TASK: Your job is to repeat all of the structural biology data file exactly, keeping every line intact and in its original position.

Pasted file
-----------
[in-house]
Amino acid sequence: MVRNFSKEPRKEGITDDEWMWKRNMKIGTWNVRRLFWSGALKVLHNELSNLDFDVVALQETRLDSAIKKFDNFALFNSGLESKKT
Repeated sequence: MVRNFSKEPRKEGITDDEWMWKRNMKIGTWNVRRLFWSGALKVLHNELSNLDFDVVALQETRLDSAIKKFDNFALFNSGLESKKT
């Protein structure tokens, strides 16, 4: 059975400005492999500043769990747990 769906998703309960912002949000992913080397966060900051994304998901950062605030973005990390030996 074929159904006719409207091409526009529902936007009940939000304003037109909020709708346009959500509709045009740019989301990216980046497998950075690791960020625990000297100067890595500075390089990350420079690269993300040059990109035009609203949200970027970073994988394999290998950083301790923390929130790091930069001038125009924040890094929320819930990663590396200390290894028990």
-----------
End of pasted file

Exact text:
[in-house]
Amino acid sequence: MVRNFSKEPRKEGITDDEWMWKRNMKIGTWNVRRLFWSGALKVLHNELSNLDFDVVALQETRLDSAIKKFDNFALFNSGLESKKT
Repeated sequence: MVRNFSKEPRKEGITDDEWMWKRNMKIGTWNVRRLFWSGALKVLHNELSNLDFDVVALQETRLDSAIKKFDNFALFNSGLESKKT
């Protein structure tokens, strides 16, 4: 059975400005492999500043769990747990 769906998703309960912002949000992913080397966060900051994304998901950062605030973005990390030996 074929159904006719409207091409526009529902936007009940939000304003037109909020709708346009959500509709045009740019989301990216980046497998950075690791960020625990000297100067890595500075390089990350420079690269993300040059990109035009609203949200970027970073994988394999290998950083301790923390929130790091930069001038125009924040890094929320819930990663590396200390290894028990």